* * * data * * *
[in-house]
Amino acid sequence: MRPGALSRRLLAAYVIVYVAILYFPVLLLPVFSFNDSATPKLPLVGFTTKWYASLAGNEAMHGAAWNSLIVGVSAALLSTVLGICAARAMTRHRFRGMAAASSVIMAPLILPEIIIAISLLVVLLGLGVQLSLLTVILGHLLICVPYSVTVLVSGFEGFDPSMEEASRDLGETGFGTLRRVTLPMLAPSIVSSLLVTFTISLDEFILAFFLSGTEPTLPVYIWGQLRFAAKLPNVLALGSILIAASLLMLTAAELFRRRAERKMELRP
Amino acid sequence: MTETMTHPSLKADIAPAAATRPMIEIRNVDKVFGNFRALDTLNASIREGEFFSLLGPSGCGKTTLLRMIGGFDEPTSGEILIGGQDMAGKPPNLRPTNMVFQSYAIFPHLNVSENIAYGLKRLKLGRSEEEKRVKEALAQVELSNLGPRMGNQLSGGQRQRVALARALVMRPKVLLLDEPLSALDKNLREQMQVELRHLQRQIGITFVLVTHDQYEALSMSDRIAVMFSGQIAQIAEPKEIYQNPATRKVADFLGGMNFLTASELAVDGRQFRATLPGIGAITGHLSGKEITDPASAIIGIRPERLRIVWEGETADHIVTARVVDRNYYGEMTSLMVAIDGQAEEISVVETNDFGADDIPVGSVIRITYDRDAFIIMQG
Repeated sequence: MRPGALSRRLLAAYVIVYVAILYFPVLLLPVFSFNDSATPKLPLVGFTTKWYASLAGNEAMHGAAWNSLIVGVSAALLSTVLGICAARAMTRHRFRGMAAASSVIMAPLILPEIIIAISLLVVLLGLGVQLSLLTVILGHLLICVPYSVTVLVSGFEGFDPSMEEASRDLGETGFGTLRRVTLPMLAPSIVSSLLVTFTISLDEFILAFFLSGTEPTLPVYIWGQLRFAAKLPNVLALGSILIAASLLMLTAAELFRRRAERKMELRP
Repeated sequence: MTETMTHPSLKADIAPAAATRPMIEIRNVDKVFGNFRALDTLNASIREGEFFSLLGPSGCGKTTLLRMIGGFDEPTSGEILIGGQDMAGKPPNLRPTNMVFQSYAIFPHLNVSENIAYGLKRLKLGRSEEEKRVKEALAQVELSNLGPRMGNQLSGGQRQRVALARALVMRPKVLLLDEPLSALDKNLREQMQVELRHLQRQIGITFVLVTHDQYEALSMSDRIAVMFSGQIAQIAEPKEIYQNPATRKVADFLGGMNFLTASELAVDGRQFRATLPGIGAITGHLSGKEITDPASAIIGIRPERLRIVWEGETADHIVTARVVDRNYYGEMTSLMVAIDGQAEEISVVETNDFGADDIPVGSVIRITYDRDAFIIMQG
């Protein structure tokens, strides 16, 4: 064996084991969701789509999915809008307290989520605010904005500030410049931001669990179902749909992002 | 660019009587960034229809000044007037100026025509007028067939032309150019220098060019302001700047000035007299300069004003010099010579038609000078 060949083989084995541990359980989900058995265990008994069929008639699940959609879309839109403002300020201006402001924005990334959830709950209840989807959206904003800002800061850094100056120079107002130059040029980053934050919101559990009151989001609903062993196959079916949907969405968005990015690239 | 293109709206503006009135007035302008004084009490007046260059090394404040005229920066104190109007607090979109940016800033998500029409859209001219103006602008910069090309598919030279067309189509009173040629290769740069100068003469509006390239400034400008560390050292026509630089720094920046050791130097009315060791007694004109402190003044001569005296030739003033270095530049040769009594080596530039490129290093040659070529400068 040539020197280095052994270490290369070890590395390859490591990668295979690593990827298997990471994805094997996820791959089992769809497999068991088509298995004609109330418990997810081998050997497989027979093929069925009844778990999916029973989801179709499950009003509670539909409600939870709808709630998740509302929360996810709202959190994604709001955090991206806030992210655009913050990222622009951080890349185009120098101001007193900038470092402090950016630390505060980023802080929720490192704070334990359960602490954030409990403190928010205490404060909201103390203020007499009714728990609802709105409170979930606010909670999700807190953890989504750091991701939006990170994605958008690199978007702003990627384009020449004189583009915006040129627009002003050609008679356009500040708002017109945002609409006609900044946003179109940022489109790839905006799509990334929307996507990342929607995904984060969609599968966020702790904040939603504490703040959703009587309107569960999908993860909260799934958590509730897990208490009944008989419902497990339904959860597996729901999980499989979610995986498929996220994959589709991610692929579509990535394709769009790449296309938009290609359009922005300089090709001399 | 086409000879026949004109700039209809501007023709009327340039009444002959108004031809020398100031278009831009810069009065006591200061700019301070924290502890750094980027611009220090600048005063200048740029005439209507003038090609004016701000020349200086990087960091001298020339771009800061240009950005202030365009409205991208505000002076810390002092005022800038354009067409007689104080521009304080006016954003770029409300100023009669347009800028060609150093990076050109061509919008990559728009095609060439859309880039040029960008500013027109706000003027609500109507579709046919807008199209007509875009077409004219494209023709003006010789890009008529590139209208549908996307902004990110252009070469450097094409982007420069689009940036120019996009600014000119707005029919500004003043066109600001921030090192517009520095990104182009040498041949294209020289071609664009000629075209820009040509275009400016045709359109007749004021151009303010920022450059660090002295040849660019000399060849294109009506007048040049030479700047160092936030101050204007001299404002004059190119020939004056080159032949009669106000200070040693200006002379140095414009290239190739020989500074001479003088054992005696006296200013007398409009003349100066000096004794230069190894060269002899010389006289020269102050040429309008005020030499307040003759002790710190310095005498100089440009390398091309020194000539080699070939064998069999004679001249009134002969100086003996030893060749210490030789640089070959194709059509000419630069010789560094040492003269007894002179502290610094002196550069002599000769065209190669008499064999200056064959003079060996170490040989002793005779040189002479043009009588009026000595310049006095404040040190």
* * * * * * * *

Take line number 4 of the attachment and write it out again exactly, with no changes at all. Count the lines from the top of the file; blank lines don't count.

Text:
Repeated sequence: MRPGALSRRLLAAYVIVYVAILYFPVLLLPVFSFNDSATPKLPLVGFTTKWYASLAGNEAMHGAAWNSLIVGVSAALLSTVLGICAARAMTRHRFRGMAAASSVIMAPLILPEIIIAISLLVVLLGLGVQLSLLTVILGHLLICVPYSVTVLVSGFEGFDPSMEEASRDLGETGFGTLRRVTLPMLAPSIVSSLLVTFTISLDEFILAFFLSGTEPTLPVYIWGQLRFAAKLPNVLALGSILIAASLLMLTAAELFRRRAERKMELRP